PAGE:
Frequently Asked Questions
1. How can I apply to the UCLA Primary Care program?
The UCLA Primary Care Program is one program with two NRMP numbers corresponding to the two tracks:
|Olive View / UCLA Santa Carita NRMP:
|VA West Los Angeles / UCLA Santa Monica NRMP:
Each track has six residency positions available per year, for a total of 12 per year in the UCLA Primary Care Program. You have the option of applying to the Olive View/Santa Clarita track, Santa Monica/West LA track or both tracks.
2. Am I allowed to apply to both tracks?
Absolutely! If you are interested in both programs, we encourage you to apply to both tracks.
3. How many people are in the UCLA Primary Care program?
There is a total of 36 residents in the UCLA Primary Care program; 18 residents (six per year) in the Santa Monica/VA West Los Angeles track and 18 residents (six per year) in the Olive View/Santa Clarita track.
4. Why does the UCLA Primary Care program have two tracks?
Our program aims to train a diverse group of residents to become outstanding primary care clinicians who are willing and capable of caring for all members of our community. Having two tracks allows our residents to choose the clinical experiences and patient populations that best fit their career goals.
5. What are the main differences between the Olive View/Santa Clarita track and the Santa Monica/VA West Los Angeles track?
The tracks are more similar than they are different. The primary differences between tracks are the continuity clinic sites and patient populations.
- VA West Los Angeles/Santa Monica continuity clinics:
Santa Monica continuity clinic is a UCLA-based community clinic that serves an insured patient population with a broad range of health literacy and medical conditions including HIV and organ transplants. VA HPACT, in West Los Angeles, is a patient centered medical home with a robust interprofessional health care team tailored to address the medical, social, and mental health needs of Veterans experiencing homelessness.
- Olive View/Santa Clarita continuity clinics:
Olive View-UCLA Medical Center is a well-established, high functioning patient-centered medical home in a safety-net, public hospital that cares for medically complex, underserved and marginalized patients. Santa Clarita continuity clinic is a UCLA-based primary care community clinic based in a multi-specialty practice with built-in mental health integration that serves a medically complex, insured patient population.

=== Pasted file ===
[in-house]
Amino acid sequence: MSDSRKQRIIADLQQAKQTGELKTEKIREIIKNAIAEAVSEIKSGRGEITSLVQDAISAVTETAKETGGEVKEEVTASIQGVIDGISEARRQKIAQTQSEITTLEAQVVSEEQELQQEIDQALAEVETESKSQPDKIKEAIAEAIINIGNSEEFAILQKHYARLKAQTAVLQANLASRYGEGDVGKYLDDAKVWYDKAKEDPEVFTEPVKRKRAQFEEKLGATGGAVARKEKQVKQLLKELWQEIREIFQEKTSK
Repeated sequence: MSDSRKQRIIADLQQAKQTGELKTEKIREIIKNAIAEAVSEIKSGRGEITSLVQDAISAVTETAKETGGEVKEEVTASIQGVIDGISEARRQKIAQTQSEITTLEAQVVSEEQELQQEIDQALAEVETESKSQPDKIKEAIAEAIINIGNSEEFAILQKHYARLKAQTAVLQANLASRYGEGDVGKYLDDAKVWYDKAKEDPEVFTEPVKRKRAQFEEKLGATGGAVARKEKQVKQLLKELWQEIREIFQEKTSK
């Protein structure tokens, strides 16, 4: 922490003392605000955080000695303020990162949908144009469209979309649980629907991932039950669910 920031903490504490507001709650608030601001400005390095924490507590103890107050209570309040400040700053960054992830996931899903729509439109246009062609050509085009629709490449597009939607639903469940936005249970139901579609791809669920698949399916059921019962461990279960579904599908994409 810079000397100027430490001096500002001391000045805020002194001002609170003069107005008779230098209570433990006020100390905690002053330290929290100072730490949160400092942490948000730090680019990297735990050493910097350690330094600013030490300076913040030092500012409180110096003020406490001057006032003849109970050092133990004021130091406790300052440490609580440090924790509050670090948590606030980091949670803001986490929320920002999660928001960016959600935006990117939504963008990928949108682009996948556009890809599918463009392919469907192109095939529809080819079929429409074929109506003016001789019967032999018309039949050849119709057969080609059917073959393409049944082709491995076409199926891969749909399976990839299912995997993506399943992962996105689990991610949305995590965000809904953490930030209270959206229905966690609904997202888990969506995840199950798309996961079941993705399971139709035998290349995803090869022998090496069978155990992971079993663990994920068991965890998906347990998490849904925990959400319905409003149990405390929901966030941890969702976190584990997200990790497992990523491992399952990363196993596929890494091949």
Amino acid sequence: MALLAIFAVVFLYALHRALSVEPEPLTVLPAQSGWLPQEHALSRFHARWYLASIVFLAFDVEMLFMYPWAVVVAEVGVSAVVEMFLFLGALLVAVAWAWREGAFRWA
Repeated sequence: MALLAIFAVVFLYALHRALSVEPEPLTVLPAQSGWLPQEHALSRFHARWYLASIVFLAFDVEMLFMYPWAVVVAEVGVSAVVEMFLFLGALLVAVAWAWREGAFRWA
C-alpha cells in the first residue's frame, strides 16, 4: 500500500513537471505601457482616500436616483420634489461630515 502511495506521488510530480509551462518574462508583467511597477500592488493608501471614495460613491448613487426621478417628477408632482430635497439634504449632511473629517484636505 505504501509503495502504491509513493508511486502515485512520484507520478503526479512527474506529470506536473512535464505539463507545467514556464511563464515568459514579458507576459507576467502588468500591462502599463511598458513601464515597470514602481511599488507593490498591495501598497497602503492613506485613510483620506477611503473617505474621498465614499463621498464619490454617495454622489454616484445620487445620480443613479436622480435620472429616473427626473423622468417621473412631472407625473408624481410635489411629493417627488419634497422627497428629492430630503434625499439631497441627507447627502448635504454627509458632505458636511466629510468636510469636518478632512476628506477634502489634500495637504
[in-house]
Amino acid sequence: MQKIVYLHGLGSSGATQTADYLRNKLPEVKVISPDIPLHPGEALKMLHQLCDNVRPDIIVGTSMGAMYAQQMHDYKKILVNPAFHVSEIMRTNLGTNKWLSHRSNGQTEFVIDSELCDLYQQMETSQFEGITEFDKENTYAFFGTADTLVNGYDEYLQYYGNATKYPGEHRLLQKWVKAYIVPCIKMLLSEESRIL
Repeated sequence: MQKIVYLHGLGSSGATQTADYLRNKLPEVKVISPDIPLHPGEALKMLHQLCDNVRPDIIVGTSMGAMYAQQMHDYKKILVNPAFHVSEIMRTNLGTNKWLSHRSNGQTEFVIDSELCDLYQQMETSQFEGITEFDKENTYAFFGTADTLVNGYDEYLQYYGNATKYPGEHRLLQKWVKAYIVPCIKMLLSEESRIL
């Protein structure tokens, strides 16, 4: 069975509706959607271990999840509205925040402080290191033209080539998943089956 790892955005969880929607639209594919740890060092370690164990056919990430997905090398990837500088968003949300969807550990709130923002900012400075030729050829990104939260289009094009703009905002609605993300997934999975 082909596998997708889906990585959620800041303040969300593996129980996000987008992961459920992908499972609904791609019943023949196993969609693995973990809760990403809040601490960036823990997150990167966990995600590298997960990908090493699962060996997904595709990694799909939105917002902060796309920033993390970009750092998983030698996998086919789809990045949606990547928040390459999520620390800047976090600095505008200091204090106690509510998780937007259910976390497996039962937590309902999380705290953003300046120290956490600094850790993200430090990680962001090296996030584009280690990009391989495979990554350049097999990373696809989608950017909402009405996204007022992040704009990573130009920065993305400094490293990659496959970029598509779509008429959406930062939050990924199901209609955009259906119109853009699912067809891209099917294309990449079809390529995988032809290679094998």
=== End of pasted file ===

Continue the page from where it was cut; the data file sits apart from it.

6. Where would I have my continuity clinic?
Residents in each track have two continuity clinics, which complement each other well.
Residents in the SM/VA West Los Angeles track have continuity clinic at the West LA VA’s Homeless Patient Aligned Care Team (HPACT), which serves the complex medical, social and mental health needs of homeless veterans and at the Santa Monica/UCLA Health continuity clinic, which cares for a medically complex, insured patient population.
Residents in the OV/SC track have continuity clinic at Olive View-UCLA’s patient-centered medical home, a safety-net clinic that cares for underserved and uninsured patients and at Santa Clarita/UCLA Health continuity clinic, which cares for a medically complex, insured patient population.
7. What is a typical rotation like on Ambulatory Medicine?
UCLA primary care residents rotate on a 4+2 schedule. During their +2 (ambulatory) blocks, residents spend six half days at each of their continuity clinic sites, rotate through three sub-specialty sessions relevant to primary care, enjoy two Wellness & Panel Management (WPM) sessions, two academic half days and one Community Medicine or Focus session.
8. How does the UCLA Primary Care Program differ from the UCLA categorical and Olive View categorical programs?
The UCLA Primary Care Program is well-integrated, though distinct from both the UCLA and Olive View categorical programs. UCLA Primary Care residents enjoy access to virtually all the resources of its categorical programs, though within a smaller, tightly-knit “family within a family.” While each categorical program works on a 4+1 schedule, the UCLA PC program operates on a 4+2 schedule, allowing Primary Care residents more time in the ambulatory setting. Primary Care residents also participate in the Primary Care Medicine (PCM) Block rotation four weeks a year. The PCM curriculum focuses on quality improvement, community resources and social determinants of health, leadership and health care systems. During PCM rotations, residents participate in clinic, specialized medical and non-medical didactics, and relevant community site visits. Other specialized primary care training such as Community Medicine sessions, Focus sessions, Home Visits, Asylum Training, Buprenorphine Training, Integrated Mental and Behavioral Health Trainings, Acupuncture, Sports Medicine and Ultrasound training are geared towards developing outstanding primary care providers.
9. How can I learn more about the UCLA categorical or Olive View categorical programs?
10. What if I have more questions about the UCLA Primary Care Program?
Please feel free to email Nina Talverdian at [email protected]. We would be happy to answer any questions you may have.